The threats and sources have drastically changed from when the station opened at the height of the Cold War, but the station’s iconic 25-ton steel doors remain the same, ready to seal the mountain in 40 seconds to protect it from any threat. The underground city beneath 2,000 feet of granite still provides the protection to keep the station relevant as it begins its next half-century as “America’s Fortress.”

Longtime Cheyenne Mountain employees like Rose and Russell Mullins, the 721st Communications Squadron deputy director, call themselves “mountain men.” Mullins’ time in the mountain goes back to the Cold War era, about halfway through its history to 1984.

Although the Soviet Union’s nuclear arsenal was the main focus, today’s Airmen conduct essentially the same mission: detect and track incoming threats to the United States; however, the points of origin for those threats have multiplied and are not as clearly defined.

Senior Airman Ricardo Collie, a 721st Security Forces member, patrols the north gate of the Cheyenne Mountain Complex at Cheyenne Air Force Station, Colorado. Collie is one of many security layers to enter more than a mile inside a Colorado mountain to a complex of steel buildings that sit in caves. (U.S. Air Force photo/Staff Sgt. Andrew Lee)

“The tension in here wasn’t high from what might happen,” Mullins said. “The tension was high to be sure you could always detect (a missile launch). We didn’t dwell on the fact that the Soviet Union was the big enemy. We dwelled on the fact that we could detect anything they could throw at us.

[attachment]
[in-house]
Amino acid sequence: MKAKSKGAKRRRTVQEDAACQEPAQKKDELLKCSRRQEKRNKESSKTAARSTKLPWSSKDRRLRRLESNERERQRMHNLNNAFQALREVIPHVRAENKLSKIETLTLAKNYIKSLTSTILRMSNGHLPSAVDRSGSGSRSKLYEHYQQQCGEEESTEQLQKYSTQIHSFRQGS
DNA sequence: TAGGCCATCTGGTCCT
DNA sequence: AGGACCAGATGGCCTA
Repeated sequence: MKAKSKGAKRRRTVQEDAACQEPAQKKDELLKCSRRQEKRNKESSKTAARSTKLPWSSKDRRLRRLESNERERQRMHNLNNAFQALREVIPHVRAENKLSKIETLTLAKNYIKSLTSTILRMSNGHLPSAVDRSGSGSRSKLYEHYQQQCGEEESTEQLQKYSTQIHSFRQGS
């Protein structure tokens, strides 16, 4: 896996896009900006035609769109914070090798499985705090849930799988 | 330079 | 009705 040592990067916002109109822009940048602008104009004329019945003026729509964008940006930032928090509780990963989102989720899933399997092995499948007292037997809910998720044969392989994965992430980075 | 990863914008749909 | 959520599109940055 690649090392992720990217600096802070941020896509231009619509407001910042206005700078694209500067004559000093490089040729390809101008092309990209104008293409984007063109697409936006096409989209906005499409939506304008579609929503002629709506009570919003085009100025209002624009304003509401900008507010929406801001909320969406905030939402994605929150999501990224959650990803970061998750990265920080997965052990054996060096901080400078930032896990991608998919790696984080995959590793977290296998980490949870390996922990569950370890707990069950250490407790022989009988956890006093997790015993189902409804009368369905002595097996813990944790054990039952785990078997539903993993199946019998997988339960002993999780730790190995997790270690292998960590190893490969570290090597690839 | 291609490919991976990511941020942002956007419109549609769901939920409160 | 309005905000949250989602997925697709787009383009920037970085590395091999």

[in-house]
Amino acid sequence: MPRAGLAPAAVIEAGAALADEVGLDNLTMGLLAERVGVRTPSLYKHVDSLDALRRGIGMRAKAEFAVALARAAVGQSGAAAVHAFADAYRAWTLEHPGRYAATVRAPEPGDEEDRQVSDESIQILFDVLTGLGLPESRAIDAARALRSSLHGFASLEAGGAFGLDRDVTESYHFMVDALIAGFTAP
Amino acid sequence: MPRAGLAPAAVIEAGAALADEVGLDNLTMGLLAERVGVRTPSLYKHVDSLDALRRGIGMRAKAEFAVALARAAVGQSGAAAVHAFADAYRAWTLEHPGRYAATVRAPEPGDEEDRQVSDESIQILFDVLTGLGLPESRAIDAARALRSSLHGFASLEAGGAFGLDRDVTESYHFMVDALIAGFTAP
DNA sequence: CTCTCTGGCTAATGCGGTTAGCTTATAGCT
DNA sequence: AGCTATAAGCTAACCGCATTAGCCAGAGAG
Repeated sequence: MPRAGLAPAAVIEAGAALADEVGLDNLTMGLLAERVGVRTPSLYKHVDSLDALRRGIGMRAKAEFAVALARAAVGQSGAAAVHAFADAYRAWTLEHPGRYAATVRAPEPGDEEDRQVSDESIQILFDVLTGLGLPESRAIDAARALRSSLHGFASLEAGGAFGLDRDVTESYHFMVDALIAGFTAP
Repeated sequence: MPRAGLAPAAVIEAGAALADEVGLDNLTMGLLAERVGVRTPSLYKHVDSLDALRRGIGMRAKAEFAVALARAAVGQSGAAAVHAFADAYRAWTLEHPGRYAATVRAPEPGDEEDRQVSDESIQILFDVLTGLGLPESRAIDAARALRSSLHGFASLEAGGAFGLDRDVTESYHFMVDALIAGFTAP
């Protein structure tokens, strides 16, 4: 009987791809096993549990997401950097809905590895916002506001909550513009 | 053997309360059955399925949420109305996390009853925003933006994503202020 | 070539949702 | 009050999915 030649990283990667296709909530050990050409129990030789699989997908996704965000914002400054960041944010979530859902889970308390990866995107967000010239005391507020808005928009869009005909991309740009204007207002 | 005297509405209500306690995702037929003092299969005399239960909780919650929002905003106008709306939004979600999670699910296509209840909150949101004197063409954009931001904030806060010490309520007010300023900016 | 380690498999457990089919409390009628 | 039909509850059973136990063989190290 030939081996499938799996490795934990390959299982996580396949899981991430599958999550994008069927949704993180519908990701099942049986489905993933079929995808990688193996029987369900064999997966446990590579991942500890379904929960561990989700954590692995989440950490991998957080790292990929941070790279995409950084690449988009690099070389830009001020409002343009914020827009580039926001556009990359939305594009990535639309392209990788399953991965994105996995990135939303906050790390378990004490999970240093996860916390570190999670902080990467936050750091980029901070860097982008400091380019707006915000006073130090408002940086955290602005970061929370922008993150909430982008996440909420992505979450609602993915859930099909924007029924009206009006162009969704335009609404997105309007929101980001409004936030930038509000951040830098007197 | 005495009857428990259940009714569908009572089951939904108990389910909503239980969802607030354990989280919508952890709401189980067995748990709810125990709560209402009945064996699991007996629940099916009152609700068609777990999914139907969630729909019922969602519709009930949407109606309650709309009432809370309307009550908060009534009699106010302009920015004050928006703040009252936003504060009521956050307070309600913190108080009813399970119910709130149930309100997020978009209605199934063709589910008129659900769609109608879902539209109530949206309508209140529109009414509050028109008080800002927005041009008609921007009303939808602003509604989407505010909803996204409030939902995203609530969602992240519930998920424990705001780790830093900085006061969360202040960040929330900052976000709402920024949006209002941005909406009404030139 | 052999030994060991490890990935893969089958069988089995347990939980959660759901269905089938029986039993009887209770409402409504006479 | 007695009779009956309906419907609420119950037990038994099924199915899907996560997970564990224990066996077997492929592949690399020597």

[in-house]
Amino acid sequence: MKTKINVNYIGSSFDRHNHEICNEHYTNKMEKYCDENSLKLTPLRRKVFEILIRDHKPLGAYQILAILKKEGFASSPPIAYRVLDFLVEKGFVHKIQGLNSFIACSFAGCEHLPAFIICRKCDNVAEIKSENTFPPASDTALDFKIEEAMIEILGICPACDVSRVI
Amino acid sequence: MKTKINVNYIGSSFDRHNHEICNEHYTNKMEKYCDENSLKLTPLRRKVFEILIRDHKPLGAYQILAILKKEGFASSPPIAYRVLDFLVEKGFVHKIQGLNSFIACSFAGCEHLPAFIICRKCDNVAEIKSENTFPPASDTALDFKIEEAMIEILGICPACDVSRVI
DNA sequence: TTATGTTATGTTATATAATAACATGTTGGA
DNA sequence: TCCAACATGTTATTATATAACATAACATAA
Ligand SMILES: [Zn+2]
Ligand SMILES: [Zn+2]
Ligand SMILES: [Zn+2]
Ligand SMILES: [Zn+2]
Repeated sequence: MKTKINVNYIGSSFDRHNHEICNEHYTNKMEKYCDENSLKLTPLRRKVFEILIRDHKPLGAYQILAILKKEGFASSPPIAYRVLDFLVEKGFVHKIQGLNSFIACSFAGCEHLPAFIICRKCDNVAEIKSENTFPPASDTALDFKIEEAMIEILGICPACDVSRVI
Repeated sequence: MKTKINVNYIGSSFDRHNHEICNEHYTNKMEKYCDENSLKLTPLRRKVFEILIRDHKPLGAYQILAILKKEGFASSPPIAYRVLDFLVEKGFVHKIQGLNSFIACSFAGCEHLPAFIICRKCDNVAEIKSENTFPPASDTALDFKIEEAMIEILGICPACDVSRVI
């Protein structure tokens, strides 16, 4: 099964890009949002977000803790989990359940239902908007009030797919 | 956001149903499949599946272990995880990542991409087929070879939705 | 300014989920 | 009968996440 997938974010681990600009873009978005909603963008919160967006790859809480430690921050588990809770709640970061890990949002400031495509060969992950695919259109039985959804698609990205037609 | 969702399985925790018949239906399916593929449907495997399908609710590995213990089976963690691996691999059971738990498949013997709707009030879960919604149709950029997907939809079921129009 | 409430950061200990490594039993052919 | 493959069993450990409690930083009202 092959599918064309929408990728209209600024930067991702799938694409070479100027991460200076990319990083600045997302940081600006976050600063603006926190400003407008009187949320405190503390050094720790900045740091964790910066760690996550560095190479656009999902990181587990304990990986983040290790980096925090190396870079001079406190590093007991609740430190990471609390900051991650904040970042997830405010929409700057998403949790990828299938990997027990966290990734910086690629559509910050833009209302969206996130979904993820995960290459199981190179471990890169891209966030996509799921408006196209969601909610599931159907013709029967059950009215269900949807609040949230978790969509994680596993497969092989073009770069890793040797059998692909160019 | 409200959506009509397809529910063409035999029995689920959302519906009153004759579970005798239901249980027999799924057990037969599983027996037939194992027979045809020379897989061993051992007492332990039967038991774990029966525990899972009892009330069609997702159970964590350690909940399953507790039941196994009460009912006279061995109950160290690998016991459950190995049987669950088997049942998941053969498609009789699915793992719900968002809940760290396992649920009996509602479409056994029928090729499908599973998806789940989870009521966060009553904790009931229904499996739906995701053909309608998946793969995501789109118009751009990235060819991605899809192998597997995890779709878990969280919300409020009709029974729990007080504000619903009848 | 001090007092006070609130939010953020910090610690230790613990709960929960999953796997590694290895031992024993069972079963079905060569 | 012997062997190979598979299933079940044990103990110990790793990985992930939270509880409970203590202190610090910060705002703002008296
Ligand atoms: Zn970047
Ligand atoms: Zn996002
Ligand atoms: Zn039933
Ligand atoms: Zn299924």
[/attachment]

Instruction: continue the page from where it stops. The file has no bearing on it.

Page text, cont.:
“There was a little bit of stress back then, but that hasn’t changed. I would say the stress now is just as great as during the Cold War, but the stress today is the great unknown.”

The 9/11 attacks added another mission to NORAD and the Cheyenne Mountain Directorate – the monitoring of the U.S. and Canadian interior air space. They stand ready to assist the Federal Aviation Administration and Navigation Canada to respond to threats from the air within the continental U.S. and Canada.

Airplane icons blot out most of the national map on the NORAD/NORTHCOM Battle Cab Traffic Situation Display in the alternate command center. To the right another screen shows the Washington, D.C., area, called the Special Flight Restrictions Area, which was also added after 9/11.

Tech. Sgts. Alex Gaviria and Sarah Haydon, both senior system controllers, answer phone calls inside the 721st Communications Squadron Systems Center in the Cheyenne Mountain Complex. The systems center monitors around the world for support and missile warning. (U.S. Air Force photo/Staff Sgt. Andrew Lee)